Currently, landlords can end month-to-month leases with 20 days’ notice. The bill now goes to the House.

  • Apr 9, 2021
Washington State Patrol troopers walk off of a bus in front of Seattle City Hall as they prepare for demonstrators to arrive Wednesday, June 3, 2020, in Seattle, following protests over the death of George Floyd, a black man who was in police custody in Minneapolis. (AP Photo/Elaine Thompson)

State Senate OKs restrictions on police tactics and gear

Republicans objected, saying it would endanger officers and the public alike.

  • Apr 9, 2021
Washington State Patrol troopers walk off of a bus in front of Seattle City Hall as they prepare for demonstrators to arrive Wednesday, June 3, 2020, in Seattle, following protests over the death of George Floyd, a black man who was in police custody in Minneapolis. (AP Photo/Elaine Thompson)
From front left, Wendy Jensen, Joe Woodmansee, Linda Holeman and Bonnie Dawson, the four children of Carole Rae Woodmansee, are joined by family friend Debbie Blazina, at right, Saturday, March 27, 2021, as they clean the headstone Carole shares with their father, Jim, who died in 2003, at Union Cemetery in Sedro-Woolley, Wash., north of Seattle, prior to a memorial service. Carole died a year ago on the same date in 2020, the day of her 81st birthday, from complications of COVID-19 after contracting it during a choir practice that sickened 53 people and killed two — a superspreader event that would become one of the most pivotal transmission episodes in understanding the virus. (AP Photo/Ted S. Warren)

One year since Skagit Valley COVID-19 superspreader event

The choir rehearsal became one of the most pivotal transmission episodes in understanding the virus.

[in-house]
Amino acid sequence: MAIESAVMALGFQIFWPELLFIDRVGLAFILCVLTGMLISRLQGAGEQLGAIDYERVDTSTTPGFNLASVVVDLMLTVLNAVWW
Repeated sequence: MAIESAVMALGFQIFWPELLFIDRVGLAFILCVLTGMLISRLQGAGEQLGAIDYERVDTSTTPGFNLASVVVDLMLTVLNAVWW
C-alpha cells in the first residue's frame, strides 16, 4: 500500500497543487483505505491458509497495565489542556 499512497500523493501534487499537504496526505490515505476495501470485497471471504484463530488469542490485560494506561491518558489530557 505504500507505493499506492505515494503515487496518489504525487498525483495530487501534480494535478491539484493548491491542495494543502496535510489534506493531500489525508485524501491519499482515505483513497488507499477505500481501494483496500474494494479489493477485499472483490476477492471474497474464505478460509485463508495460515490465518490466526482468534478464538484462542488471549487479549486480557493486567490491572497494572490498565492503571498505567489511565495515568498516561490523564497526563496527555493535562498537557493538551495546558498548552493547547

• Apr 9, 2021
From front left, Wendy Jensen, Joe Woodmansee, Linda Holeman and Bonnie Dawson, the four children of Carole Rae Woodmansee, are joined by family friend Debbie Blazina, at right, Saturday, March 27, 2021, as they clean the headstone Carole shares with their father, Jim, who died in 2003, at Union Cemetery in Sedro-Woolley, Wash., north of Seattle, prior to a memorial service. Carole died a year ago on the same date in 2020, the day of her 81st birthday, from complications of COVID-19 after contracting it during a choir practice that sickened 53 people and killed two — a superspreader event that would become one of the most pivotal transmission episodes in understanding the virus. (AP Photo/Ted S. Warren)
FILE - This Jan. 23, 2020, file photo shows the National Archives in the Sand Point neighborhood of Seattle that has about a million boxes of generally unique, original source documents and public records. In an announcement made Thursday, April 8, 2021, the Biden administration has halted the sale of the federal archives building in Seattle, following months of opposition from people across the Pacific Northwest and a lawsuit by the Washington Attorney General's Office. Among the records at the center are tribal, military, land, court, tax and census documents. (Alan Berner/The Seattle Times via AP, File)

Feds halt sale of historic-archives building in Seattle

Approval for the sale has been withdrawn. It would have resulted in records being sent to other states.

  • Apr 9, 2021
FILE - This Jan. 23, 2020, file photo shows the National Archives in the Sand Point neighborhood of Seattle that has about a million boxes of generally unique, original source documents and public records. In an announcement made Thursday, April 8, 2021, the Biden administration has halted the sale of the federal archives building in Seattle, following months of opposition from people across the Pacific Northwest and a lawsuit by the Washington Attorney General's Office. Among the records at the center are tribal, military, land, court, tax and census documents. (Alan Berner/The Seattle Times via AP, File)

Inslee to announce possible new COVID restrictions Monday

At a news conference Thursday the governor said “we’ve let our guard down to some degree.”

Washington Legislature revises 3-strikes sentencing law

As many as 114 people serving life without parole will be eligible for resentencing.

  • Apr 8, 2021